By: W. Bailey Smith, Esq.
An IRA is an individual retirement account. It is owned by you, an individual, not your trust. An IRA is a retirement account and is similar to a 401(k), a 403(b) account, or a pension plan. These same disaster-proof rules apply to all 3 of these accounts.
- These are usually tax-deferred accounts and pass by way of beneficiary designation forms pursuant to contracts with particular institutions. As a general rule you should name your spouse as your primary beneficiary (or anyone you want if you are single), and name your adult children as secondary beneficiaries.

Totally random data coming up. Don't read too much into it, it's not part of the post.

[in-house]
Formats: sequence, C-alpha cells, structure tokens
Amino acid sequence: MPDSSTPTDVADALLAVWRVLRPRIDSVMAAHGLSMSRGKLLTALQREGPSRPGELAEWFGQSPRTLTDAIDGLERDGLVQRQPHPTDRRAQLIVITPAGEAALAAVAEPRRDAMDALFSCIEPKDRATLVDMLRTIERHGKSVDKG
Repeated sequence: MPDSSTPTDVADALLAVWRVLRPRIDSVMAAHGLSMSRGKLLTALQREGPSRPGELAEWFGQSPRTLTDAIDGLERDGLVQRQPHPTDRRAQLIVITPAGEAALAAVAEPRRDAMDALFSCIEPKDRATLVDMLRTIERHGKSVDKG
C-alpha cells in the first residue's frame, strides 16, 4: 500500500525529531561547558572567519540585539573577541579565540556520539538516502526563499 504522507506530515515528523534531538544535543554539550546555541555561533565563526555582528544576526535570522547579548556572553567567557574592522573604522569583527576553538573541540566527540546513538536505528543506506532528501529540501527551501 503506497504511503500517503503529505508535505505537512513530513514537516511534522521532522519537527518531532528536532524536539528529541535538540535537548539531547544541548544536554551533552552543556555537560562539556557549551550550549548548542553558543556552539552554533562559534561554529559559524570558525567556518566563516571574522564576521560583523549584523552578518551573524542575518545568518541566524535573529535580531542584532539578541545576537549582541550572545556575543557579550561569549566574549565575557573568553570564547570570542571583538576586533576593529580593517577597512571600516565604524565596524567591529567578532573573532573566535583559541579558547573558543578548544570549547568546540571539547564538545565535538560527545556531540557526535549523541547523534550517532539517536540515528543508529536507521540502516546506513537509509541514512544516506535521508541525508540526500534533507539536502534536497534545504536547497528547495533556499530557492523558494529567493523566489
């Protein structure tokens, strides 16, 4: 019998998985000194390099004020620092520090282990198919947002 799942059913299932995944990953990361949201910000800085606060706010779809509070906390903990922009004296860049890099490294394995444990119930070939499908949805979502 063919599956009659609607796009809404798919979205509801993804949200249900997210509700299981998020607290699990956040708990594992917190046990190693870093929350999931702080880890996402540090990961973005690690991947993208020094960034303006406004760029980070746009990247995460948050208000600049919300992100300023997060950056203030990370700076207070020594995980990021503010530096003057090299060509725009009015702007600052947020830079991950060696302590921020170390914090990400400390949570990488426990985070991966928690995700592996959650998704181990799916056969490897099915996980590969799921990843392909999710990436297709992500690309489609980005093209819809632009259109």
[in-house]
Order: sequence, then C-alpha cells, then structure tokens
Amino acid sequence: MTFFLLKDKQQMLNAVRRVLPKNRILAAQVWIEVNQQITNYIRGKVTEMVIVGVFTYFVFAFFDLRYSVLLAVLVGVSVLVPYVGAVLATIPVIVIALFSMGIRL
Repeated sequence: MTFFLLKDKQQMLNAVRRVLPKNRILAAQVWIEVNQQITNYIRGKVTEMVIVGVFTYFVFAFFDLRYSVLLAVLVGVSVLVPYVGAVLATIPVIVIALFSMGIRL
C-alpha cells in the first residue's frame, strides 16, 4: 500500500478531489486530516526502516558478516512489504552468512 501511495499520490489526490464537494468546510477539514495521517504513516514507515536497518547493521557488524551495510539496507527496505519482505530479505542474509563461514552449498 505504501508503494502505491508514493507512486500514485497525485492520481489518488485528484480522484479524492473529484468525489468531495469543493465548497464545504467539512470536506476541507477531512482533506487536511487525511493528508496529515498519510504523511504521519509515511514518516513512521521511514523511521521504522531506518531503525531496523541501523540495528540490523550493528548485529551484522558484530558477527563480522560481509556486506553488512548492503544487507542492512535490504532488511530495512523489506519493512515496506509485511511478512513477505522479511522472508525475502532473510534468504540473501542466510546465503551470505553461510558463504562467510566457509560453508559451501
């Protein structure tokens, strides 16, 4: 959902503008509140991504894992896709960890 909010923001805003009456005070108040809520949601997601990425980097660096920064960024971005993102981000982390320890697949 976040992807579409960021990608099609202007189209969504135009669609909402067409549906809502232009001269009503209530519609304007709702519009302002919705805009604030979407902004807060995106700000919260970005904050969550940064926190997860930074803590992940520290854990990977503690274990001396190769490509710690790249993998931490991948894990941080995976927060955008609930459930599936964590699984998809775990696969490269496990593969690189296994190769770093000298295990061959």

- Name a second “contingent” beneficiary in case your primary beneficiary dies and to allow for disclaimer opportunities under the IRA rules to do estate planning after you pass on.
- Get copies of every beneficiary designation form for each and every IRA.
- Keep copies of the beneficiary designation forms with your other estate planning documents and give them to your estate planning attorney and financial planner.
- Tell the IRA beneficiaries where you placed your beneficiary designation forms.
- Review your beneficiary designation forms yearly to ensure they are correct and reflect current tax changes and major changes including if somebody forgets your birthday.